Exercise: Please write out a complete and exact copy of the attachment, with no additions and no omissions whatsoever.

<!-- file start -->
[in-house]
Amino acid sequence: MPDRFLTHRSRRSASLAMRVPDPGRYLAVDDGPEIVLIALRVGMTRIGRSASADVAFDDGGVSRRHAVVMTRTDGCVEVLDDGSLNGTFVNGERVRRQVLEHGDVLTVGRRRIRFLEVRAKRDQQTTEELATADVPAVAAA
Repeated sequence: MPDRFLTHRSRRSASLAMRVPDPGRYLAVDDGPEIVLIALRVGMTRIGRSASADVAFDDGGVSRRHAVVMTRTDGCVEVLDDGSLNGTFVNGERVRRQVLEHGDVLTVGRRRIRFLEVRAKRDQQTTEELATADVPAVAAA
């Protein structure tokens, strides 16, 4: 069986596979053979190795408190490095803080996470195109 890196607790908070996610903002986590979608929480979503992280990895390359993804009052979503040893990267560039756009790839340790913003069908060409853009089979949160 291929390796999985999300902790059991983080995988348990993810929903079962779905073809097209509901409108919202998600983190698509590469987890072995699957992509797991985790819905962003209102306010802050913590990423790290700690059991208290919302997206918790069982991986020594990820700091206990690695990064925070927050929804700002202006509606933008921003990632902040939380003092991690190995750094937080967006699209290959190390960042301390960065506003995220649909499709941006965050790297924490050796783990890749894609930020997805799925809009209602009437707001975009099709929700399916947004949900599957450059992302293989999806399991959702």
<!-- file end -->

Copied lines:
[in-house]
Amino acid sequence: MPDRFLTHRSRRSASLAMRVPDPGRYLAVDDGPEIVLIALRVGMTRIGRSASADVAFDDGGVSRRHAVVMTRTDGCVEVLDDGSLNGTFVNGERVRRQVLEHGDVLTVGRRRIRFLEVRAKRDQQTTEELATADVPAVAAA
Repeated sequence: MPDRFLTHRSRRSASLAMRVPDPGRYLAVDDGPEIVLIALRVGMTRIGRSASADVAFDDGGVSRRHAVVMTRTDGCVEVLDDGSLNGTFVNGERVRRQVLEHGDVLTVGRRRIRFLEVRAKRDQQTTEELATADVPAVAAA
């Protein structure tokens, strides 16, 4: 069986596979053979190795408190490095803080996470195109 890196607790908070996610903002986590979608929480979503992280990895390359993804009052979503040893990267560039756009790839340790913003069908060409853009089979949160 291929390796999985999300902790059991983080995988348990993810929903079962779905073809097209509901409108919202998600983190698509590469987890072995699957992509797991985790819905962003209102306010802050913590990423790290700690059991208290919302997206918790069982991986020594990820700091206990690695990064925070927050929804700002202006509606933008921003990632902040939380003092991690190995750094937080967006699209290959190390960042301390960065506003995220649909499709941006965050790297924490050796783990890749894609930020997805799925809009209602009437707001975009099709929700399916947004949900599957450059992302293989999806399991959702």